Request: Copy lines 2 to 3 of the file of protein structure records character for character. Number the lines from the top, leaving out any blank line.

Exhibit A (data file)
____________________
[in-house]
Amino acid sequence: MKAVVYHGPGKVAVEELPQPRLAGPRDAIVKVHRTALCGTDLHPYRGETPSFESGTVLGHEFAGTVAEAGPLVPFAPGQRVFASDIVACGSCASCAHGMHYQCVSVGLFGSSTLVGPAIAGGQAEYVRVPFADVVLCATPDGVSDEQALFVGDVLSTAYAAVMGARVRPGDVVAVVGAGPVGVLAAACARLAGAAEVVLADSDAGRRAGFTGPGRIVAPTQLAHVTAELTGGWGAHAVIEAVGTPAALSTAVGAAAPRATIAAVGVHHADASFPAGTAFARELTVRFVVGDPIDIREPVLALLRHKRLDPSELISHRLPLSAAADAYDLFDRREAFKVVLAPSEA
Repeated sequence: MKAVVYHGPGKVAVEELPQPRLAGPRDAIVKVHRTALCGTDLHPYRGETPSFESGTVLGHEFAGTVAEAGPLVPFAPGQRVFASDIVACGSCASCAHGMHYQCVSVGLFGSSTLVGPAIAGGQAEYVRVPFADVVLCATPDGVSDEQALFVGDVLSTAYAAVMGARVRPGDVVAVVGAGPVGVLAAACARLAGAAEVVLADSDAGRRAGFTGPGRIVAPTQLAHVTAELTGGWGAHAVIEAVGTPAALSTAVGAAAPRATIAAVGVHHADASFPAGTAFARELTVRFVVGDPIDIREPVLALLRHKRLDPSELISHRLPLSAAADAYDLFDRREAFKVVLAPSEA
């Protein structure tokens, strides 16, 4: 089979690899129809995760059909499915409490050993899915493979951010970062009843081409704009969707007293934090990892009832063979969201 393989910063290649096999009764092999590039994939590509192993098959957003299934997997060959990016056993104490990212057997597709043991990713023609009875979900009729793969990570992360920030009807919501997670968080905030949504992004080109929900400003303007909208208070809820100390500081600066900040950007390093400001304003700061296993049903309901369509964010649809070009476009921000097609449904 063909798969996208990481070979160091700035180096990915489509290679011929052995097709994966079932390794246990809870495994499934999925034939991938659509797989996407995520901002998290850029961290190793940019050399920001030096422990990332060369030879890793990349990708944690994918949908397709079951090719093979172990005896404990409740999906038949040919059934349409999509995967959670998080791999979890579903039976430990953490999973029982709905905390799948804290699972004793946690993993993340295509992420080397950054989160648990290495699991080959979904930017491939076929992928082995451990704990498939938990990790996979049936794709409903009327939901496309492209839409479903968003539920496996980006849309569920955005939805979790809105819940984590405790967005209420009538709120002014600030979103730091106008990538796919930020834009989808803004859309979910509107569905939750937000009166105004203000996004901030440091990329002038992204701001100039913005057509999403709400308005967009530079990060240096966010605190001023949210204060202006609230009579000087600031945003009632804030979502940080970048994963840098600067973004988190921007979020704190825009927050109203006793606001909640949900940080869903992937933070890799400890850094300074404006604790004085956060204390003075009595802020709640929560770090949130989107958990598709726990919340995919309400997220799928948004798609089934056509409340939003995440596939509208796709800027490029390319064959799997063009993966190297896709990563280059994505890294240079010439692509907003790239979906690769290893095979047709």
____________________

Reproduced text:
Amino acid sequence: MKAVVYHGPGKVAVEELPQPRLAGPRDAIVKVHRTALCGTDLHPYRGETPSFESGTVLGHEFAGTVAEAGPLVPFAPGQRVFASDIVACGSCASCAHGMHYQCVSVGLFGSSTLVGPAIAGGQAEYVRVPFADVVLCATPDGVSDEQALFVGDVLSTAYAAVMGARVRPGDVVAVVGAGPVGVLAAACARLAGAAEVVLADSDAGRRAGFTGPGRIVAPTQLAHVTAELTGGWGAHAVIEAVGTPAALSTAVGAAAPRATIAAVGVHHADASFPAGTAFARELTVRFVVGDPIDIREPVLALLRHKRLDPSELISHRLPLSAAADAYDLFDRREAFKVVLAPSEA
Repeated sequence: MKAVVYHGPGKVAVEELPQPRLAGPRDAIVKVHRTALCGTDLHPYRGETPSFESGTVLGHEFAGTVAEAGPLVPFAPGQRVFASDIVACGSCASCAHGMHYQCVSVGLFGSSTLVGPAIAGGQAEYVRVPFADVVLCATPDGVSDEQALFVGDVLSTAYAAVMGARVRPGDVVAVVGAGPVGVLAAACARLAGAAEVVLADSDAGRRAGFTGPGRIVAPTQLAHVTAELTGGWGAHAVIEAVGTPAALSTAVGAAAPRATIAAVGVHHADASFPAGTAFARELTVRFVVGDPIDIREPVLALLRHKRLDPSELISHRLPLSAAADAYDLFDRREAFKVVLAPSEA